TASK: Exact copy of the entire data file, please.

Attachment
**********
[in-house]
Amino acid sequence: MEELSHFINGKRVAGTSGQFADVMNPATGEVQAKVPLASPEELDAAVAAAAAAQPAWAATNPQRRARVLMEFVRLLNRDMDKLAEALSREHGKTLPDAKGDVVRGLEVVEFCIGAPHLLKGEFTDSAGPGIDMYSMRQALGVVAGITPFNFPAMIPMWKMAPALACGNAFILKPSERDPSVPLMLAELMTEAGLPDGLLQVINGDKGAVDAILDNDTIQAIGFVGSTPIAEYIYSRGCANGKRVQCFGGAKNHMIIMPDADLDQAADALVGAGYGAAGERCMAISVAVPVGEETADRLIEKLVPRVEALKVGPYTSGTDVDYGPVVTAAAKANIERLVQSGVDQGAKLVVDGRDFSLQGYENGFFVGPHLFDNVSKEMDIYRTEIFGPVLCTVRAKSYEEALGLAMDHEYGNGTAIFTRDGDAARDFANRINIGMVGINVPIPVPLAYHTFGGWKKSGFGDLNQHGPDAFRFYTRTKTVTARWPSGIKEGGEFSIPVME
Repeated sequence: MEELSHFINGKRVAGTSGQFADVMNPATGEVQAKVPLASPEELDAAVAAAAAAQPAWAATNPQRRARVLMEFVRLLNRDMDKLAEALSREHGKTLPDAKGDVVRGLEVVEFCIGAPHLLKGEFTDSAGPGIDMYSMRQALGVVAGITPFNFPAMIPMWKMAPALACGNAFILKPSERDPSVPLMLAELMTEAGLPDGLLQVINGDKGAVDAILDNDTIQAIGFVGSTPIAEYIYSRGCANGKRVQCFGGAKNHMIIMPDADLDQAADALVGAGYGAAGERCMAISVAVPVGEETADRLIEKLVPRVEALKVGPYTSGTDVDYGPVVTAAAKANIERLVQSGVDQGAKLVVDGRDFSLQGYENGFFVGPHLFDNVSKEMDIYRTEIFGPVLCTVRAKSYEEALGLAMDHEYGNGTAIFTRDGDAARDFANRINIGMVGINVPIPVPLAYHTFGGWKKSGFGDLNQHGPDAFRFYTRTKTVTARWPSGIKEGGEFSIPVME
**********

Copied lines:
[in-house]
Amino acid sequence: MEELSHFINGKRVAGTSGQFADVMNPATGEVQAKVPLASPEELDAAVAAAAAAQPAWAATNPQRRARVLMEFVRLLNRDMDKLAEALSREHGKTLPDAKGDVVRGLEVVEFCIGAPHLLKGEFTDSAGPGIDMYSMRQALGVVAGITPFNFPAMIPMWKMAPALACGNAFILKPSERDPSVPLMLAELMTEAGLPDGLLQVINGDKGAVDAILDNDTIQAIGFVGSTPIAEYIYSRGCANGKRVQCFGGAKNHMIIMPDADLDQAADALVGAGYGAAGERCMAISVAVPVGEETADRLIEKLVPRVEALKVGPYTSGTDVDYGPVVTAAAKANIERLVQSGVDQGAKLVVDGRDFSLQGYENGFFVGPHLFDNVSKEMDIYRTEIFGPVLCTVRAKSYEEALGLAMDHEYGNGTAIFTRDGDAARDFANRINIGMVGINVPIPVPLAYHTFGGWKKSGFGDLNQHGPDAFRFYTRTKTVTARWPSGIKEGGEFSIPVME
Repeated sequence: MEELSHFINGKRVAGTSGQFADVMNPATGEVQAKVPLASPEELDAAVAAAAAAQPAWAATNPQRRARVLMEFVRLLNRDMDKLAEALSREHGKTLPDAKGDVVRGLEVVEFCIGAPHLLKGEFTDSAGPGIDMYSMRQALGVVAGITPFNFPAMIPMWKMAPALACGNAFILKPSERDPSVPLMLAELMTEAGLPDGLLQVINGDKGAVDAILDNDTIQAIGFVGSTPIAEYIYSRGCANGKRVQCFGGAKNHMIIMPDADLDQAADALVGAGYGAAGERCMAISVAVPVGEETADRLIEKLVPRVEALKVGPYTSGTDVDYGPVVTAAAKANIERLVQSGVDQGAKLVVDGRDFSLQGYENGFFVGPHLFDNVSKEMDIYRTEIFGPVLCTVRAKSYEEALGLAMDHEYGNGTAIFTRDGDAARDFANRINIGMVGINVPIPVPLAYHTFGGWKKSGFGDLNQHGPDAFRFYTRTKTVTARWPSGIKEGGEFSIPVME